In a Police Department list of settlements, Lora’s is redacted — who was paid, for what and when — leaving only the dollar amount.

The motion to seal the settlement agreement from public view came from Lora’s attorney Smith, who explained the reasons in a court filing in June 2014.

The public’s need to know about the settlement was outweighed, Smith wrote, by the impact that public knowledge would have on Lora.

Lora, he wrote, “is from a large, loving family in the Kansas City area, most of whom are in financial need.”

Lora’s injuries, he wrote “are severe and progressive and will require extensive future care, requiring all available proceeds to provide for such care and living arrangements.”

Smith also noted the possible impact of the settlement on the grand jury proceedings then pending against the police officers. For that reason too, he asked that the settlement be closed, “in unmistakeable Christian forgiveness and in appreciation for the expedited nature of these proceedings.”

About 10 months after the shooting, after Lora’s civil suit was settled, an internal panel of police officials met to review the shooting, as is standard practice according to department policy. The panel included majors and captains from the patrol bureau, the violent crimes division and senior officers from the crime lab and firearms section.

Those panels review all critical use of force incidents, including officer-involved shootings, said Capt. Stacey Graves, a Police Department spokeswoman. The panel is meant to review the incident and recommend any department policies to be reviewed or changed.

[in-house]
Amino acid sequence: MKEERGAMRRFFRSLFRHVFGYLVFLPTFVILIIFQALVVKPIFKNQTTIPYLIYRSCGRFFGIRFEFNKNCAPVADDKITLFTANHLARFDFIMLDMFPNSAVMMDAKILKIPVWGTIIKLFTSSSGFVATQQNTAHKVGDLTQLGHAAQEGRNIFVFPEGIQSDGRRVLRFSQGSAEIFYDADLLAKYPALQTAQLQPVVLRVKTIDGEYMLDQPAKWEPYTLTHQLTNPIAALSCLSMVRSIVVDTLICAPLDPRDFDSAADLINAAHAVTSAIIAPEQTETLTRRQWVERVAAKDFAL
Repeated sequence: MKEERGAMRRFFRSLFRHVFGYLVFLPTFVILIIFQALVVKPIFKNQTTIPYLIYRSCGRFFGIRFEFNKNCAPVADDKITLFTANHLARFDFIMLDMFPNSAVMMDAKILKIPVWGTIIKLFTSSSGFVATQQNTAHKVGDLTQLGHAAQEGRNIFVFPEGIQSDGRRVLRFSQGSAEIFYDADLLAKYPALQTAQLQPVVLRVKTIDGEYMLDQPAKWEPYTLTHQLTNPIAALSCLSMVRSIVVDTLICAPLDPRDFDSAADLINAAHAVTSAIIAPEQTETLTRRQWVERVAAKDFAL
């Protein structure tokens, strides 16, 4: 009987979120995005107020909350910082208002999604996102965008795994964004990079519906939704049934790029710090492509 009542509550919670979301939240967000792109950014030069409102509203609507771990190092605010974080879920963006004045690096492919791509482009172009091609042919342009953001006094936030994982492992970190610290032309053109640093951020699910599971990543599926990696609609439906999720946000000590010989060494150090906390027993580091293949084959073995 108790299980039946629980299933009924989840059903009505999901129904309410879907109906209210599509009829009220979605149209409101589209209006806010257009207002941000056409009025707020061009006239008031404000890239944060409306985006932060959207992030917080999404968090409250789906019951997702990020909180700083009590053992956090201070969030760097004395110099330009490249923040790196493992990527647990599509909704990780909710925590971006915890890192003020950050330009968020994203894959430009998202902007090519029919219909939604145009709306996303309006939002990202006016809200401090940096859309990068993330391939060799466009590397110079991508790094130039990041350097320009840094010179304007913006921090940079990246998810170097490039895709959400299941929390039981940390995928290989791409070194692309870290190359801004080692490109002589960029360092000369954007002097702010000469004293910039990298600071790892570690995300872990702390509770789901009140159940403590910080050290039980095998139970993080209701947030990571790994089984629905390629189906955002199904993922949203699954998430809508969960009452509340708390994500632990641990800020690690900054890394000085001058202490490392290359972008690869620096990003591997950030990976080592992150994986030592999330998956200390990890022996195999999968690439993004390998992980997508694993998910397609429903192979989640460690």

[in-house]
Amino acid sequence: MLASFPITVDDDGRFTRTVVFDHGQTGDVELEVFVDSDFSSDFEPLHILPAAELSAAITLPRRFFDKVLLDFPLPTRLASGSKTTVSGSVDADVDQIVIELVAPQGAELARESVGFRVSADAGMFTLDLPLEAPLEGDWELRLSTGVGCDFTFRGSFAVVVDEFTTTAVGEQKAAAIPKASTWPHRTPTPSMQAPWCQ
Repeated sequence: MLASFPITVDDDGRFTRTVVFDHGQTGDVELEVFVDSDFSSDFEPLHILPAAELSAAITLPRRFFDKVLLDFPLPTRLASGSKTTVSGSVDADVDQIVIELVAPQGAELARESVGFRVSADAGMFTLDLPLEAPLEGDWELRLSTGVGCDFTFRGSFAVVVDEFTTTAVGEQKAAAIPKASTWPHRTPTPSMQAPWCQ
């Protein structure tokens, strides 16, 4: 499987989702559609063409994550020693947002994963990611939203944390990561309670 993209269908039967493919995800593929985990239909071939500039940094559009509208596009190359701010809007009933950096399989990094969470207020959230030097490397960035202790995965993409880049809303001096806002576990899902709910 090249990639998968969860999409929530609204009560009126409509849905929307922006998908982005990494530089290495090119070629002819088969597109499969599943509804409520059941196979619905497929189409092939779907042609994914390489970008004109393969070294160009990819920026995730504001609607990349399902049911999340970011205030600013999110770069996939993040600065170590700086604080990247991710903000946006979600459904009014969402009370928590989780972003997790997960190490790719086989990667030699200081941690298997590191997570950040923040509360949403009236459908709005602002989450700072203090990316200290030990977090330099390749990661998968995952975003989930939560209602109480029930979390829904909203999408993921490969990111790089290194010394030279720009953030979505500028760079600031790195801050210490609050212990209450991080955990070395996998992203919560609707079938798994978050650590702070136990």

In their report on the Lora shooting, where officials note whether they recommend any changes to policy or training, they marked “no.”

The review panel is not tasked with determining whether the officers violated policy, Graves said. Any policy violations found by internal affairs would not be a public record.

Mellot had been on job for less than a year when the shooting occurred. He remains assigned to patrol, Graves said.

Merrill had been with the department for less than two years at the time of the shooting. He is now assigned to property crimes in the patrol bureau.

The shooting panel report says the officers fired their guns because they were in fear for their lives.

“No deficiencies were noted relative to training and/or use of force,” the report says. “All facts indicate that the officers were responding to deadly threats by the suspect and only fired to protect their lives and that of others.”